On Monday, I promised you a recipe for the side dish I served with the Garlic Butter Salmon with Dill. And here it is - a Greek style salad made with shredded raw zucchini, so healthy! The dill in this dish helps tie it in with the flavors in the salmon (plus it helps me get rid of more dill).
The raw zucchini - along with mint, dill, green onions, and feta - is marinated in a dressing of olive oil, lemon juice and zest, and garlic. The original recipe recommends chilling for several hours to allow the flavors to meld together, but we found that 30 minutes was enough.
This salad is bright and fresh, perfect on it's own or as a side. Make it all summer, take it with you anywhere, and enjoy!
A friend of mine asked if I could put together a week of meals that are healthy, easy, and cost effective for a single working mother. I thought that sounded like a great idea! But I definitely underestimated how much work it would be. It's hard to make food for just two people without having a ton of leftovers - so to get a different meal in each night, I had to figure out how to use ingredients in multiple dishes. And I wanted to make sure that they were healthy, had a bit of variety, and took 30 minutes or less to put together. It's a tall order, but I think I managed. Each recipe is sized for two adults, and there is a shopping list included at the bottom of the post.
First up - Broiled Salmon with Mustard Butter and Boiled Potatoes and Green Beans. This meal is healthy, easy, and comes together in under 30 minutes. I am so in love with this mustard butter (that I discovered making this recipe), I make it all the time now. There are no grains in this dinner, and as far as starchy potatoes go, baby red-skinned are relatively low on the glycemic index. Plus - by cooking more salmon and vegetables than you need, you will already have the ingredients you need for dinner the next night. This meal comes first because fish needs to be cooked the same night that it is purchased for best quality.
The salmon is going to be one of the more expensive proteins for the week, but it is worth it because it is so good for you (not to mention delicious). Gotta get those Omega-3's! However, I do not recommend buying farm-raised Atlantic salmon as it is full of chemicals and pollutants. Instead, I recommend buying wild Alaskan or farmed Norwegian. The Norwegian salmon is pretty great and I can get it here in NoVA for around $15/lb, and coho goes for $13/lb (versus $29/lb for king salmon, yikes!). If you absolutely cannot swing Alaskan or Norwegian salmon, buy another type of fish instead (cod, halibut, or tilapia would be good).
For our second dinner, we use the extra ingredients from the previous night, plus a few more, to make Salmon Nicoise Salad. The only thing you have to cook for this dinner is hard boiled eggs, and you can do those in advance if you like. Boil more than you need, because we will use some in another dish. Like the previous night, this meal is grain-free and loaded with healthy fats. You can see how big one serving is in this photo - I ate the whole thing, Jasper only ate half of his. So if this is too much food for you, plan to set aside half of it for lunch the next day. It should travel well, just keep the dressing separate.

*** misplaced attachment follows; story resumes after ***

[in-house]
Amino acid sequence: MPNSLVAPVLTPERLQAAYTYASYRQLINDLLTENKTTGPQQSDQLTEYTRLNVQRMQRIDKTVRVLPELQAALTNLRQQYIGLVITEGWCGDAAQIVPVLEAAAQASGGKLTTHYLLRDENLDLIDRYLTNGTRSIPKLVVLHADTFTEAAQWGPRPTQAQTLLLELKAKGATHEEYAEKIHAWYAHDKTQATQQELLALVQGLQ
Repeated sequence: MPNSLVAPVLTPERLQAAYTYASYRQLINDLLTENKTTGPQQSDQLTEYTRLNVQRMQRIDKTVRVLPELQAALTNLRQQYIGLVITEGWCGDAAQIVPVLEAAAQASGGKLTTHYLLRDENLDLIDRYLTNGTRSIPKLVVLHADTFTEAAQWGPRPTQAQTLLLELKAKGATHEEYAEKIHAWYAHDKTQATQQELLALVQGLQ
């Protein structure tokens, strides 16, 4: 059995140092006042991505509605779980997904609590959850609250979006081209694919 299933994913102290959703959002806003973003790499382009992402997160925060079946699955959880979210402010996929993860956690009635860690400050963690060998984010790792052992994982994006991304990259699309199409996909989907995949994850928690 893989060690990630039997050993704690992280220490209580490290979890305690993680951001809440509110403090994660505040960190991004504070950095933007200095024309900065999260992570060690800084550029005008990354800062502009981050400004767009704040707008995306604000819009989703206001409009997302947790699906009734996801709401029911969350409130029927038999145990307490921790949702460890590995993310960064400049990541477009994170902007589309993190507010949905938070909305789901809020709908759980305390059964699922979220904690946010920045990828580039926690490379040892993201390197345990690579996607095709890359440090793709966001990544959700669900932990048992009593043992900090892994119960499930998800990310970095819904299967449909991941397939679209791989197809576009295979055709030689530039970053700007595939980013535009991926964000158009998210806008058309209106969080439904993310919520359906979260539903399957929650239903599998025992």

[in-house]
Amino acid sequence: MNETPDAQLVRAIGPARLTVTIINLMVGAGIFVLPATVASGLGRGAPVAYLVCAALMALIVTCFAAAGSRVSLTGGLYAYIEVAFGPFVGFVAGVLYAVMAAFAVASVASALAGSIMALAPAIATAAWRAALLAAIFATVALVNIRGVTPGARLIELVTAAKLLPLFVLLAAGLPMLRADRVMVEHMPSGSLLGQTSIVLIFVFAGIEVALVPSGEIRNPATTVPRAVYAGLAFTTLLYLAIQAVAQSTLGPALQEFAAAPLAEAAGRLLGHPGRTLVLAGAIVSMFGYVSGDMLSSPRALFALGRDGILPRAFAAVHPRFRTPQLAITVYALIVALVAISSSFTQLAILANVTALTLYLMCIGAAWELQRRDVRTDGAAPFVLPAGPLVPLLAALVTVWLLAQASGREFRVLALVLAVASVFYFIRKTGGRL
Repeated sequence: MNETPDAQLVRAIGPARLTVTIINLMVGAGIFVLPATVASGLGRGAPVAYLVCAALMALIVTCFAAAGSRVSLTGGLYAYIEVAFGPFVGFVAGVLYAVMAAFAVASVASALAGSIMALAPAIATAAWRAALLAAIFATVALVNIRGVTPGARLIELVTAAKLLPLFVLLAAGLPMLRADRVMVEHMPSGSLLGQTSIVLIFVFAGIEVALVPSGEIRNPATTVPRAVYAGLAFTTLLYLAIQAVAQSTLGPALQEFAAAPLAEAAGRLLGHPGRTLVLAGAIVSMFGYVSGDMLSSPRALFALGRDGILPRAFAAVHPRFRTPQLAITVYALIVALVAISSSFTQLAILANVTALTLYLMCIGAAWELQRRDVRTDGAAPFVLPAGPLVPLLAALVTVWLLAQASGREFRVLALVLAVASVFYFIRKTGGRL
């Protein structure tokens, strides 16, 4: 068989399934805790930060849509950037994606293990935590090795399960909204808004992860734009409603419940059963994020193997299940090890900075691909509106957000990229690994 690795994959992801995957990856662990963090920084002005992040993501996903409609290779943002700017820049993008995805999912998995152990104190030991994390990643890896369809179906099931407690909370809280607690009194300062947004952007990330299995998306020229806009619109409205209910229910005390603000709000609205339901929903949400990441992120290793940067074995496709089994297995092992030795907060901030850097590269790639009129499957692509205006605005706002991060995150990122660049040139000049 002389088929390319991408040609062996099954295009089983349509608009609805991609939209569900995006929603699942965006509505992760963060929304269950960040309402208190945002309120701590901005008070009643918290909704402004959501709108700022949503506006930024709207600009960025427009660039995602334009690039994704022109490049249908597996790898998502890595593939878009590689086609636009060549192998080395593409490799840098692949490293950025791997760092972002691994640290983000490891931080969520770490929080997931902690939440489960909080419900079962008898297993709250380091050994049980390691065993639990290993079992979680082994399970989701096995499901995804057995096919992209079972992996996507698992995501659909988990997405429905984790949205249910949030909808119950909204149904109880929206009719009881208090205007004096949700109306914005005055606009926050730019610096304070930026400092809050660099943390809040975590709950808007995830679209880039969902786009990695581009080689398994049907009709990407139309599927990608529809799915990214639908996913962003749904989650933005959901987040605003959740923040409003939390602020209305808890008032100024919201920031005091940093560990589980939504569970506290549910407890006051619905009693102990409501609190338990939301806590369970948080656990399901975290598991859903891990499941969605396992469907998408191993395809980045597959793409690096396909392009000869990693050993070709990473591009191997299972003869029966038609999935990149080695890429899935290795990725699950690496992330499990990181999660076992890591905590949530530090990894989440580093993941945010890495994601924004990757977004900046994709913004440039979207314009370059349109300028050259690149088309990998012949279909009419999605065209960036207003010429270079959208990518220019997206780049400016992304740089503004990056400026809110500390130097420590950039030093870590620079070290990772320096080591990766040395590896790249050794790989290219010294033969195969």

This is actually the most expensive meal of the week (if it is making 2 servings, and not 4), so the kind of greens you use will matter. I used mache or lamb's lettuce, which I think is really delicious. But there are definitely cheaper lettuces/greens out there. A note on olives - nicoise olives are traditional, but expensive, so feel free to sub kalamatas, which taste very similar. You could even buy jarred kalamatas to save even more.
This salad is so pretty! And yummy! And easy! And healthy! And did I mention how pretty it is? Light and fresh, and perfect for Spring or Summer. This would be great to bring to a potluck or picnic.
All you do is cook and cool quinoa (I really like the tri-color for this), which can be done in advance. Then top with cut watermelon, strawberries, and feta. Drizzle with a mixture of olive oil, lemon juice, honey, salt, and pepper. Then finish with basil and sliced almonds. That's it! I used some purple basil from my garden, isn't it pretty? It tastes just like regular Genovese basil.
You can serve it in a platter, or individual containers - up to you! I think it would travel pretty well, especially if you pack the dressing separately. It's also really satisfying - you have crunch from the watermelon, almonds, and even the quinoa (which is also very filling), and a salty-sweet combo that is just awesome.
I have an obsession... with a salad shop. This must be what being an adult feels like. I never used to like salads AT ALL, and then I tried Sweetgreen and now a salad is my treat to myself after working out. Not like, "oh don't wanna ruin that workout, so here's a salad;" but like "good job, now you GET to eat this salad." Weiiiiiiiiird. Who am I?